But I’m drifting from the point. The mere fact that Avatar is commercially successful is not sufficient grounds to stick the boots in.
Nor is it justifiable to dismiss the script and the narrative simply because it’s heavily dependent on jaw-dropping special effects and cinematic technology. I’ll quote John here, but could quote many others: “With all the time spent on crafting the look and building the technology to realise his 3D character and landscapes, Cameron has neglected to craft a story, characters or dialogue with any real depth, mystery or power.”
The argument for claiming that there is no real depth, mystery or power seems to hinge on a judgement that Avatar’s story is unoriginal and simplistic. Certainly it’s not the most original storyline and it has elements that are recognisable in say Dances with Wolves and Last of the Mohicans to name just two other movies. But these same elements were not original in those movies either and if Joseph Campbell is right and there is really only one story being told and retold in all sorts of different settings, what does it mean to claim something is unoriginal? More importantly, originality does not necessarily lie in the elements of a story, but in the ways in which they are brought together.
The elements that Cameron brings together in his script are drawn from mythology and these are by their nature fundamentally unoriginal and deceptively simple, and yet with myth the complexity and power is found beneath the surface. Avatar’s lack of originality is then the unoriginality of myth in which the same character types and situations occur time and again and at some level (the surface!) both are 2D, but beneath the surface there is a wealth of meaning and a universe of complexity. The characters in Avatar are archetypes. Moreover, in myth we know how the stories will unfold, but they have immense depth and emotional power nonetheless.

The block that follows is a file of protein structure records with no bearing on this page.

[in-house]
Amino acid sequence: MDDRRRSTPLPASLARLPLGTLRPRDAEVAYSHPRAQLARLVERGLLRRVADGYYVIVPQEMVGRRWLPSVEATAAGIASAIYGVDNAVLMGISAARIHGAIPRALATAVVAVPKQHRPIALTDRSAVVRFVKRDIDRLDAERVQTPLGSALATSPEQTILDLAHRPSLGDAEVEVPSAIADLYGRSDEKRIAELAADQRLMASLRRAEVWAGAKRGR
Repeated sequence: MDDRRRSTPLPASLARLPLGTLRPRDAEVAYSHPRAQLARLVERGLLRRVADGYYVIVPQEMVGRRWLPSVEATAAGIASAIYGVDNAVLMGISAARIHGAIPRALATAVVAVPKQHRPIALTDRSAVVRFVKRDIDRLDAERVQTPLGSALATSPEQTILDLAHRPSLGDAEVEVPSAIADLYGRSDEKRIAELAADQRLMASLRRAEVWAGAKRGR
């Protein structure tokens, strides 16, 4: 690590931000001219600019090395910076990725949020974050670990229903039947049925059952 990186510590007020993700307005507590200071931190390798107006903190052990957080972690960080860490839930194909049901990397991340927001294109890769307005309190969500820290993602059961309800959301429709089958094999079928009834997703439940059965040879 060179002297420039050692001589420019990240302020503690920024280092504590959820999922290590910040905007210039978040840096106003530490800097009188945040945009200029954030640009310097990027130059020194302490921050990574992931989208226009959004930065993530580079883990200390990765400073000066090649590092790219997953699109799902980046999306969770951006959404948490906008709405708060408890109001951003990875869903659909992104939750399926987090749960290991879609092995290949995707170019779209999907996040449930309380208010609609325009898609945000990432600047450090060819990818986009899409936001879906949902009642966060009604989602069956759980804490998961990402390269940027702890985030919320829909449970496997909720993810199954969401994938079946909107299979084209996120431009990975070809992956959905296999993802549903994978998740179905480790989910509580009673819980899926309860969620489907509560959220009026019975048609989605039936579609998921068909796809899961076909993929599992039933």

If we fail to appreciate, or simply dismiss the mythic nature of the characters in Avatar, especially that of Jake Sully who undertakes a proto-typical hero’s journey of self-discovery and enlightenment, then yes, I can see how one could feel that the story is crap and utterly dependent on technology for its power.
If, on the other hand, we recognise or at least respond to the mythic nature of the story, then we find it to be utterly engaging, fully satisfying and far more than eye candy. Whether intentionally or not, Cameron has tapped into something profound with this movie, capturing something of the spirit of this Age and realising in film for the first time a modern environmental mythology. Far from having an anti-progress message (one of Australian reviewer Jim Schembri’s more inane observations), the message is one of seeking balance. What humans perpetrate on Pandora is not progress, it’s rape and pillage on a global scale.
So, did Avatar deserve the Oscar for Best picture? When push comes to shove I’d have to agree that The Hurt Locker was, well, a more significant movie. As for an Oscar for Directing, the Academy is a long way from accepting the direction of CGI and special effects as being on an equal footing with the direction of actors. But I’ll end with this observation: I’ve watched The Hurt Locker once, and if I get the chance, I’ll experience Avatar again.
And again. It is story-telling and myth making at its very best.